Do the various field commanders have faith in their general? There are feelings that some of the field commanders have sold the others to the enemy. As such they are wavering and teetering in their support, and are not confident of winning the battle where trust is lacking. The big general himself is loud in his silence. Wars are not worn in the silence and comfy of the garrisons, they are worn in the rough of trenches and bunkers, the desert sand dunes and the urban dark alleys. The soldiers need to be exhorted, encouraged and reassured that the though the battle is tough the war is just and winnable. This can only come from the big general himself and it must come sooner rather than later. It must be accompanied by actions that will reinforce the words and reinvigorate the troops with morale and drive for victory.

Some of the Kibaki troops are too polluted to be allowed into the public domain without risk of contaminating the rest. They will need to be quarantined until their suspected plague is diagnosed and treated. Unless this happens, all the efforts at damage control by the other lieutenants are futile. Excreta do not stop to stink just because you cover it.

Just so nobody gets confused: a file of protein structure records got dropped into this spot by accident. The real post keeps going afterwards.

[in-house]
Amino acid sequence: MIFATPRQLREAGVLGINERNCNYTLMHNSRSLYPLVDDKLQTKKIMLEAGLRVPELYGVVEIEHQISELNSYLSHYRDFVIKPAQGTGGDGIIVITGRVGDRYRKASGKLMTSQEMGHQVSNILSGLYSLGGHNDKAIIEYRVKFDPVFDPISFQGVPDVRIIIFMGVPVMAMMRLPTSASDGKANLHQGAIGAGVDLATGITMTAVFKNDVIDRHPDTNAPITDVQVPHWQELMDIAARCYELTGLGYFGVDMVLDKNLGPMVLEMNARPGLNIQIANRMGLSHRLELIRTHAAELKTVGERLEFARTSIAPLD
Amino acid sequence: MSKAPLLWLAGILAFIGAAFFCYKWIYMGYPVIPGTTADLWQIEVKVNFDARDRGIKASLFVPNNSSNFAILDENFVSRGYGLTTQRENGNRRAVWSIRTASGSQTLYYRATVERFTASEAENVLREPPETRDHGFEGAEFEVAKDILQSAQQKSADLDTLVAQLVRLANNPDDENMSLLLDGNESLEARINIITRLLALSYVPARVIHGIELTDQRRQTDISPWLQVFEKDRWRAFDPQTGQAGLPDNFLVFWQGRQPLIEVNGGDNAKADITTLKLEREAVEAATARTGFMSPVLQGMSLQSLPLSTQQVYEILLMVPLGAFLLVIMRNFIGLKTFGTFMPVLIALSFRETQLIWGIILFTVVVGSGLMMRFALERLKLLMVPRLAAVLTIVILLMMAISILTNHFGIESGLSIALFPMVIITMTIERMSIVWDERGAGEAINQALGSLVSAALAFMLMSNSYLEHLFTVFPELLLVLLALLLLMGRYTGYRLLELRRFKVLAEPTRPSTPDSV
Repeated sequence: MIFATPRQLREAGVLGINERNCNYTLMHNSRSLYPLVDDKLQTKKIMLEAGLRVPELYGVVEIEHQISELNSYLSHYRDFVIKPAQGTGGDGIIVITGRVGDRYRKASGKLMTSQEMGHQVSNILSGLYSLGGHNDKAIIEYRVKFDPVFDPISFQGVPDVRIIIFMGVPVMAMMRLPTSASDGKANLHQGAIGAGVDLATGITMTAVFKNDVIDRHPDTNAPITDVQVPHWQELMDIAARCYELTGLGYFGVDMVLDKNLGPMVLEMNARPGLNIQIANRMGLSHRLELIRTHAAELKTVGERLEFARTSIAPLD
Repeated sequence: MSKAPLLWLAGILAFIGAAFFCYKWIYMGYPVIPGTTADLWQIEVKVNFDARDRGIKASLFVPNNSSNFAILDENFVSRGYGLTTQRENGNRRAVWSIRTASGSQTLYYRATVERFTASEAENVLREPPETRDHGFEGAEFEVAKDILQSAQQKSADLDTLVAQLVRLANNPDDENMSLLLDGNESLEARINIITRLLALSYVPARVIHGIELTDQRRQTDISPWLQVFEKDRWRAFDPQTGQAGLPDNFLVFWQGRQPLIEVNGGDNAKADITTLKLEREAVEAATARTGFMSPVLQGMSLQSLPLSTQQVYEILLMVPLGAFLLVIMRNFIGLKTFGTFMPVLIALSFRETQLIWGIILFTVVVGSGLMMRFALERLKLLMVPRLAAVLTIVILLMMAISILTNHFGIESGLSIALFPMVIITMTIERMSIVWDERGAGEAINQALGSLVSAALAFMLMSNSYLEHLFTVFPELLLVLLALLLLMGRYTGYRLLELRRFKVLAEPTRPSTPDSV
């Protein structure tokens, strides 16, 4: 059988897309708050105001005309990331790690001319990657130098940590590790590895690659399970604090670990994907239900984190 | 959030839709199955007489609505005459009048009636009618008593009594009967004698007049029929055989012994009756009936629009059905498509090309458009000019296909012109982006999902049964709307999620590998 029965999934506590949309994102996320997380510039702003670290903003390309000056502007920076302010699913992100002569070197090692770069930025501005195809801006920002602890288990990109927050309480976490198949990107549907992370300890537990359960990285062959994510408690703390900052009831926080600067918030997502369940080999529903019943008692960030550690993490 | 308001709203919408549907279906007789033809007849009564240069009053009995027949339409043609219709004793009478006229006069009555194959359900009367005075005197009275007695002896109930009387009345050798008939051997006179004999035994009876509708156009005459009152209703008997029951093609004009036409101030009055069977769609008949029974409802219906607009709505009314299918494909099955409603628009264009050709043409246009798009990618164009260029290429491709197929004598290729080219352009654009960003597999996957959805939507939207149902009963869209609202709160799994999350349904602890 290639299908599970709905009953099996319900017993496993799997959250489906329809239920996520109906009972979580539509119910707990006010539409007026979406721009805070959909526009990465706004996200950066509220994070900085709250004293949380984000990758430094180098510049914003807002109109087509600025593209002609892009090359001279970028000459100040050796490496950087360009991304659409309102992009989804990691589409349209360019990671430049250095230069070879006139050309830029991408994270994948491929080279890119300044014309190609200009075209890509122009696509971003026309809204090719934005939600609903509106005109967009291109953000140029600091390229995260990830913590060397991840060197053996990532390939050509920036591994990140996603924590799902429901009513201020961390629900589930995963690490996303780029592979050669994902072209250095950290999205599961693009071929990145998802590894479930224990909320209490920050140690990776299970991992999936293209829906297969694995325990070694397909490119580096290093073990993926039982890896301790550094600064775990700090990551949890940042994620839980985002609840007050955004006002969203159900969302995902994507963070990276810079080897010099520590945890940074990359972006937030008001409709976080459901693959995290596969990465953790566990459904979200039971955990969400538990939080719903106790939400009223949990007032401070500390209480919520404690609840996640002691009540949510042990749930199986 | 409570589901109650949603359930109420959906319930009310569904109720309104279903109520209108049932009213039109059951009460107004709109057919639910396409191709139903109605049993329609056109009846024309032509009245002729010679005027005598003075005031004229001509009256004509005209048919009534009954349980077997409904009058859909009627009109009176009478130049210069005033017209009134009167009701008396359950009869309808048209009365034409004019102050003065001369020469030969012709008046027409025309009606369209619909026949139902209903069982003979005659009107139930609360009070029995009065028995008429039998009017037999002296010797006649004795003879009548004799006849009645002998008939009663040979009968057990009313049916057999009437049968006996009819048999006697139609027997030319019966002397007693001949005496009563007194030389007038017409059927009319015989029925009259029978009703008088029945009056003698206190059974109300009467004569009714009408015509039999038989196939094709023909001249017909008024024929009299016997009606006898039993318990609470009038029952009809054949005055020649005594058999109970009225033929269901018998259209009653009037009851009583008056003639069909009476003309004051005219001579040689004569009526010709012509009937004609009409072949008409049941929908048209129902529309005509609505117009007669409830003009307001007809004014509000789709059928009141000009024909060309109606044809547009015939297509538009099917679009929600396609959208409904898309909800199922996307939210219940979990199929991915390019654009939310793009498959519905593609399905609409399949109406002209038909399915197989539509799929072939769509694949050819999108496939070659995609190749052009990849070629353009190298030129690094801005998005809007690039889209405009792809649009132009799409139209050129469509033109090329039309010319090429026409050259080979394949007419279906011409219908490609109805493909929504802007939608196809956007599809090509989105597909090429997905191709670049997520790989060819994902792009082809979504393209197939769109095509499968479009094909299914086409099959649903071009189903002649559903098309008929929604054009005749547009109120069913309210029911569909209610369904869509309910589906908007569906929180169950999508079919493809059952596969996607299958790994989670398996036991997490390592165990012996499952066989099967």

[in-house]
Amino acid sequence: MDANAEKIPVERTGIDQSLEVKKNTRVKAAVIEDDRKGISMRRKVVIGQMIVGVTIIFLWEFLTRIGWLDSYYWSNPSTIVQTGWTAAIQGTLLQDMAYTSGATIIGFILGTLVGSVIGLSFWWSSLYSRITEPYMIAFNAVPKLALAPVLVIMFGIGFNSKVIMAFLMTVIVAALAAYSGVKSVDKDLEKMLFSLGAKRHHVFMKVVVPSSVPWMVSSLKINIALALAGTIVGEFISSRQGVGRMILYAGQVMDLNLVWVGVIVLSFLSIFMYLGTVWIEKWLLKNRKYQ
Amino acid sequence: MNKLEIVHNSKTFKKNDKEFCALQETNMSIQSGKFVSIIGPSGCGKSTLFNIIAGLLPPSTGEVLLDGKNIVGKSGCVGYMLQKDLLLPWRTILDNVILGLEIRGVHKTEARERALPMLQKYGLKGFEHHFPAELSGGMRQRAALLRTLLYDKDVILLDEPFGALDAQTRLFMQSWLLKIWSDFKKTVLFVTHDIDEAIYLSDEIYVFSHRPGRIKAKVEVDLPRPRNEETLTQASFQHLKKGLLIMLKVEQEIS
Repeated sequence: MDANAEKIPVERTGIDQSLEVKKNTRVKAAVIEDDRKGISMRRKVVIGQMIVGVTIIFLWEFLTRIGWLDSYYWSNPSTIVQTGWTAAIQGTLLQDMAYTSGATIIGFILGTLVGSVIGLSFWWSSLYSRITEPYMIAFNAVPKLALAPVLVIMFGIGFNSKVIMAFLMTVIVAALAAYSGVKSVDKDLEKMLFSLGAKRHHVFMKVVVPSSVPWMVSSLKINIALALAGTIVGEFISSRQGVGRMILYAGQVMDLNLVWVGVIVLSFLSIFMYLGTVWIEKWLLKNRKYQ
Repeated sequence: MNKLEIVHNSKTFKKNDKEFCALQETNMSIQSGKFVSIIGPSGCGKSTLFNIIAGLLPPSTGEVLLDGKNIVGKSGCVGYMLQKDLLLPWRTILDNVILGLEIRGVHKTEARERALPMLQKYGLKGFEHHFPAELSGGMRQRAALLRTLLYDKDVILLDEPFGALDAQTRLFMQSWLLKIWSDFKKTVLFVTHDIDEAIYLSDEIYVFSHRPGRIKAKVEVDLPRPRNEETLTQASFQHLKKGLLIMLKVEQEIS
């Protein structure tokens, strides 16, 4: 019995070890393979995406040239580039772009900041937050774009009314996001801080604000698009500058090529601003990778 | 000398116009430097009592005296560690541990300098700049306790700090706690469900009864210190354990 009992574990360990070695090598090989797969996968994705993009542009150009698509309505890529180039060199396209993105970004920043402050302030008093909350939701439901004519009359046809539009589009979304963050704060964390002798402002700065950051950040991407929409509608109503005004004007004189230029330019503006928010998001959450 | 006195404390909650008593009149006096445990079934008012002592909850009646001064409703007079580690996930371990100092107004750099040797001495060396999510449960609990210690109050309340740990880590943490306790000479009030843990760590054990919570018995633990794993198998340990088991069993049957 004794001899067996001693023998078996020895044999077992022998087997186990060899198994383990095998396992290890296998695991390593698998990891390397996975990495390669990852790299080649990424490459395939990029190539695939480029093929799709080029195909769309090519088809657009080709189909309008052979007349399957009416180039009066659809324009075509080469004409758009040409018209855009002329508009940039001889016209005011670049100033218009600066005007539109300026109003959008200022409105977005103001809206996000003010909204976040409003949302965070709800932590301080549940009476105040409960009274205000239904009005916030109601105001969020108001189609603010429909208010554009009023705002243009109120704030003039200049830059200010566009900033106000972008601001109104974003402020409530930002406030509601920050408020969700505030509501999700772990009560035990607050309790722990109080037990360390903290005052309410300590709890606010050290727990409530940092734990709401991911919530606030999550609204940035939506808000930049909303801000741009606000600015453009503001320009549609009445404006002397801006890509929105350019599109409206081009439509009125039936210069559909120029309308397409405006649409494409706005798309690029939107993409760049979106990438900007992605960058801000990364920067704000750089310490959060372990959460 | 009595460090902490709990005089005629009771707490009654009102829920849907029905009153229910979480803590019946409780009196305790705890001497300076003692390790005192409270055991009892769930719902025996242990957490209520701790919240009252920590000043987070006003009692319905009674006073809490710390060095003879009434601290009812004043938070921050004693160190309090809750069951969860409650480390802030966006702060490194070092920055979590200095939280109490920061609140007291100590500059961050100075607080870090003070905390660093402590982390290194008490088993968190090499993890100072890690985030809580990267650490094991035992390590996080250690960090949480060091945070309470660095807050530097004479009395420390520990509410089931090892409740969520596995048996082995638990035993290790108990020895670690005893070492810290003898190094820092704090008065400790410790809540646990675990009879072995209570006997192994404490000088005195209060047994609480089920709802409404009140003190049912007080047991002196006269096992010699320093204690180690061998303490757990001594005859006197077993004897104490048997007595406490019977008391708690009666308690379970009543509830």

When the World Bank turns off its flow of support, it is a clear signal that something is drastically wrong. Kenyans remember the way donors and foreign governments were competing to be the first to open their coffers for us after the 2002 elections. The looters thought this was because of their own selves rather than the trust bequeathed them by the Kenyans, they squandered this goodwill that we enjoyed. Other foreign donors are surely going to follow the World Bank lead. You do not go borrowing or begging to maintain affluent lifestyles incongruent with your capacity and sustainability. Kenyans today view any defense of the corrupt Anglo Leasing and allied dealings as effort to preserve the frivolous and wasteful opulence that the leaders exhibit in the midst of misery and hunger.